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  13. Recent Work on Normativity.Stephen Finlay - 2010 - Analysis 70 (2):331-346.
    Survey of some recent literature on normativity, including nonreductionist, neo-Aristotelian, neo-Humean, expressivist, and constructivist views.
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  14. The Obscurity of Internal Reasons.Stephen Finlay - 2009 - Philosophers' Imprint 9:1-22.
    Since its publication in 1979, Bernard Williams' "Internal and External Reasons" has been one of the most influential and widely discussed papers in ethics. I suggest here that the paper's argument has nevertheless been universally misunderstood. On the standard interpretation, his argument—which he subsequently elaborated and defended in further discussions—is perplexingly weak. In the first section I sketch this Standard (or, more provocatively, "Supposed") argument, and detail just how terrible it is. The badness of the argument itself may not be (...)
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  15.  62
    Conceptual Analysis in Metaethics.N. G. Laskowski & Stephen Finlay - 2017 - In Tristram McPherson & David Plunkett (eds.), The Routledge Handbook of Metaethics. Routledge. pp. 536-551.
    A critical survey of various positions on the nature, use, possession, and analysis of normative concepts. We frame our treatment around G.E. Moore’s Open Question Argument, and the ways metaethicists have responded by departing from a Classical Theory of concepts. In addition to the Classical Theory, we discuss synthetic naturalism, noncognitivism (expressivist and inferentialist), prototype theory, network theory, and empirical linguistic approaches. Although written for a general philosophical audience, we attempt to provide a new perspective and highlight some underappreciated problems (...)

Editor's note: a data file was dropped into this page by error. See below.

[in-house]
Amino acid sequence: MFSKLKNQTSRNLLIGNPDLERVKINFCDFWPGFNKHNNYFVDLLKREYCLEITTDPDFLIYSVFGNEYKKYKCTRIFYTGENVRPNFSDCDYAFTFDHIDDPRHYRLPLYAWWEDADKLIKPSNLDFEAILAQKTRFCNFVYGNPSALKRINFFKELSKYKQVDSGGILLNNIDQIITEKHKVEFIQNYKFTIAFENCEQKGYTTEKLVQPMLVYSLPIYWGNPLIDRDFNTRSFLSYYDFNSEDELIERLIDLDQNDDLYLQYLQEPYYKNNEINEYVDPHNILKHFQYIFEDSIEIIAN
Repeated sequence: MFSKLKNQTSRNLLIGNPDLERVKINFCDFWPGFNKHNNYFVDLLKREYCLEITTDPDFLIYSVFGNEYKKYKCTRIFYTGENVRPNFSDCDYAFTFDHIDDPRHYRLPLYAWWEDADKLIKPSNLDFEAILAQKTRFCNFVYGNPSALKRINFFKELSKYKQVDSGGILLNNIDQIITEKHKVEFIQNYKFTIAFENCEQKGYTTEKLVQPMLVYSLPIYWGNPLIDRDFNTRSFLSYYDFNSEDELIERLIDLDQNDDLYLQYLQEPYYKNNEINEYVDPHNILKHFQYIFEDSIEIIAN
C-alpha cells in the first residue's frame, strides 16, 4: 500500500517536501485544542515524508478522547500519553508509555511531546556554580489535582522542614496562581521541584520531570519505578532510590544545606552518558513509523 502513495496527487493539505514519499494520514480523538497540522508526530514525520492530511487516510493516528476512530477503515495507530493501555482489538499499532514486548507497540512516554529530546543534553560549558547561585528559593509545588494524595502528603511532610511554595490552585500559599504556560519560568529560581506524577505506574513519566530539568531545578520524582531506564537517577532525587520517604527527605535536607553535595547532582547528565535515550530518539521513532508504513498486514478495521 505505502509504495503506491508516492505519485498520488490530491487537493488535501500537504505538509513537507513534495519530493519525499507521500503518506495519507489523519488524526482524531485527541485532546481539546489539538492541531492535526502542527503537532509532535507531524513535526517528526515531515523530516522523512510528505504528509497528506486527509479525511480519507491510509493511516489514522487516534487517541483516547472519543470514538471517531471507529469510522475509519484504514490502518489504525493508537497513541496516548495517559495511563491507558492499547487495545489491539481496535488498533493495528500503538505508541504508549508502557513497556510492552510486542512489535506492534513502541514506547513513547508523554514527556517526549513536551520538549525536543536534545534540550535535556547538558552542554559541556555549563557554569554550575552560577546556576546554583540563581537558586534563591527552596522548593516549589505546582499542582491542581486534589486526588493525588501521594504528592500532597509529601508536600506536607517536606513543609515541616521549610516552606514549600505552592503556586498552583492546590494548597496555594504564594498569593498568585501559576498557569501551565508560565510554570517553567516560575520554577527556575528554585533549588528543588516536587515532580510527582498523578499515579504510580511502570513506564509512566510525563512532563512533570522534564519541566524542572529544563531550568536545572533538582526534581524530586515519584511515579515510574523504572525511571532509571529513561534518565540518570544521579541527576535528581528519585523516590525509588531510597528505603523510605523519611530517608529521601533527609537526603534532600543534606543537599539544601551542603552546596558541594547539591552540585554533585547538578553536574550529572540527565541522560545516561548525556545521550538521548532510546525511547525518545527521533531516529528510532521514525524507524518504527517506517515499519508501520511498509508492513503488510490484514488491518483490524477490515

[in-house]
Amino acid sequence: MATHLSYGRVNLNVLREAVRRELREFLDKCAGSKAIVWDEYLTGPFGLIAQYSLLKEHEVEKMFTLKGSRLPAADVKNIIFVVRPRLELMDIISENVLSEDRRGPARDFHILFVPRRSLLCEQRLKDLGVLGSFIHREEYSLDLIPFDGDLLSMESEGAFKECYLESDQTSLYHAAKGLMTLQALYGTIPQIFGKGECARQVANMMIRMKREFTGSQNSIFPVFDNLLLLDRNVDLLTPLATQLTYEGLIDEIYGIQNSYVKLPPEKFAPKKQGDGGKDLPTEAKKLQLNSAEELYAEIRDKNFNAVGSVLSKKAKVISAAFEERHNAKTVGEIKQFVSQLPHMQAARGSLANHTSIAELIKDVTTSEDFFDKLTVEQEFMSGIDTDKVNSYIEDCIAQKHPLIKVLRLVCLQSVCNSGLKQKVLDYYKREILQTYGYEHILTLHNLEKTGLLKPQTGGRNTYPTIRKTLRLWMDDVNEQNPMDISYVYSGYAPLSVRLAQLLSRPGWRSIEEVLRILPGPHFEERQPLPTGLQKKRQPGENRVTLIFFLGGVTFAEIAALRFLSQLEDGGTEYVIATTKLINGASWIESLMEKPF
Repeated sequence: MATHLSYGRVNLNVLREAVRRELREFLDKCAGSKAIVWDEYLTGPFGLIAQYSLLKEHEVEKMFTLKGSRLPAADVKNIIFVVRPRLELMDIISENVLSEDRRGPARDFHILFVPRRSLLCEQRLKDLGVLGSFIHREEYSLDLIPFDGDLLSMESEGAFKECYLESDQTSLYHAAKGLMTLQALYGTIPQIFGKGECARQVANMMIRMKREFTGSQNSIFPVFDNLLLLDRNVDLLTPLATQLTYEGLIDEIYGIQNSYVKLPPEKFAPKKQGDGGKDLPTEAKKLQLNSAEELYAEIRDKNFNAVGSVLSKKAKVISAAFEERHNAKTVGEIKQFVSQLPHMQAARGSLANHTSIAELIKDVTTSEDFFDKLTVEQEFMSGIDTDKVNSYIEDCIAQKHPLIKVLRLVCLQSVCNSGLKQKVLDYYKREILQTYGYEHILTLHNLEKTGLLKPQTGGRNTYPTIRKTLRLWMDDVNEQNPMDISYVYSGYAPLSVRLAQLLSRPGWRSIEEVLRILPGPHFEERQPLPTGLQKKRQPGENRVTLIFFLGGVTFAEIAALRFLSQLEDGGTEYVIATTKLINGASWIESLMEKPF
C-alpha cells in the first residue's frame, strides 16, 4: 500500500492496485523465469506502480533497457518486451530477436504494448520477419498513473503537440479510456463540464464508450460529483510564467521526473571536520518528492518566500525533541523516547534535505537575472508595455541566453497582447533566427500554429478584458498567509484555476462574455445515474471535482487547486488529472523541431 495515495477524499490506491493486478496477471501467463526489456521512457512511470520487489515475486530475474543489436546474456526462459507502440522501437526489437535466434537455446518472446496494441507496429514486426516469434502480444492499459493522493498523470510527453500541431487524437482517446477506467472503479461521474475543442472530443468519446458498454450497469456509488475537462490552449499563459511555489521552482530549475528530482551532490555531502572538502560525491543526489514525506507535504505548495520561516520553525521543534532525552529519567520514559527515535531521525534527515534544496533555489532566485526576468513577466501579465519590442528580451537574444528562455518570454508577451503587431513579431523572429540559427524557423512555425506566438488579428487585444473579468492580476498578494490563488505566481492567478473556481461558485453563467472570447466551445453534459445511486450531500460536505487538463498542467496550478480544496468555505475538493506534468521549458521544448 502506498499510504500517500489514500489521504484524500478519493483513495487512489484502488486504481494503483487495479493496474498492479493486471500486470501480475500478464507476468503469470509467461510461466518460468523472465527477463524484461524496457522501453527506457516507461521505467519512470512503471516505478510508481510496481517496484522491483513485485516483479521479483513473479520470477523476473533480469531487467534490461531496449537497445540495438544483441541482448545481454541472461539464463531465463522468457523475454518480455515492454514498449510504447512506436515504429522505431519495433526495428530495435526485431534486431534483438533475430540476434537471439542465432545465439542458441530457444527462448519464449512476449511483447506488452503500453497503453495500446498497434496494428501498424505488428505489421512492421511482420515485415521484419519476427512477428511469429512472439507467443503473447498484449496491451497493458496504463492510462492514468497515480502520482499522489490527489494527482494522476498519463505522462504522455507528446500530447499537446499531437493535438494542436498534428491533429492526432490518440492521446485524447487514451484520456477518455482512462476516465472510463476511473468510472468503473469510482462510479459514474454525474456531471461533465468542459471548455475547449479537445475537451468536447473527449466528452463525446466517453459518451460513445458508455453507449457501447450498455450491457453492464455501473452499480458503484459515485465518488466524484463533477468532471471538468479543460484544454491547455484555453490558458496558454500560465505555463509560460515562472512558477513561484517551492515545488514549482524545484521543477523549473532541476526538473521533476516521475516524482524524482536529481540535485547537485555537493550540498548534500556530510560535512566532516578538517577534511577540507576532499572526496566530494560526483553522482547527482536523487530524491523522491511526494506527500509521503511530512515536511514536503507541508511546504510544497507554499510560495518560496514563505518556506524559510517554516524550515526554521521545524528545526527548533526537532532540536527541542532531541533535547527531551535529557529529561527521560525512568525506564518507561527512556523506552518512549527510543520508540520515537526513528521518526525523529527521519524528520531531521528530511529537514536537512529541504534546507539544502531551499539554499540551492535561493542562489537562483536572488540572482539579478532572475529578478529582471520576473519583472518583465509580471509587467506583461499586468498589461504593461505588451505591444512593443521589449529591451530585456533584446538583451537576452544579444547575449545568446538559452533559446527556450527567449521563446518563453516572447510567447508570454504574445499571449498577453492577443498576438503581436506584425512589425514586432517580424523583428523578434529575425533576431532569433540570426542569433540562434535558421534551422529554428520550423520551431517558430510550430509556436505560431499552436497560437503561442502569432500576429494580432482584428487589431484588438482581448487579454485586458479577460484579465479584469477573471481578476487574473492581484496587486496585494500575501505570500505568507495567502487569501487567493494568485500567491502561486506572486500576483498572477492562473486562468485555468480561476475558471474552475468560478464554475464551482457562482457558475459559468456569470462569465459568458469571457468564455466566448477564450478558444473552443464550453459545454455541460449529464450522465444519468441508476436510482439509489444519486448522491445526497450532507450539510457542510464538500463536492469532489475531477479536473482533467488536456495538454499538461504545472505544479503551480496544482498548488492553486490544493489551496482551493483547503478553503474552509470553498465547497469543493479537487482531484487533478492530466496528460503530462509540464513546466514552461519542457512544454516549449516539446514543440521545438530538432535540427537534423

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  16. One Ought Too Many.Stephen Finlay & Justin Snedegar - 2014 - Philosophy and Phenomenological Research 89 (1):102-124.
    Some philosophers hold that „ought‟ is ambiguous between a sense expressing a propositional operator and a sense expressing a relation between an agent and an action. We defend the opposing view that „ought‟ always expresses a propositional operator against Mark Schroeder‟s recent objections that it cannot adequately accommodate an ambiguity in „ought‟ sentences between evaluative and deliberative readings, predicting readings of sentences that are not actually available. We show how adopting an independently well-motivated contrastivist semantics for „ought‟, according to which (...)
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  17. Against All Reason? Scepticism About the Instrumental Norm.Stephen Finlay - 2009 - In Charles R. Pigden (ed.), Hume on Motivation and Virtue. Palgrave-Macmillan.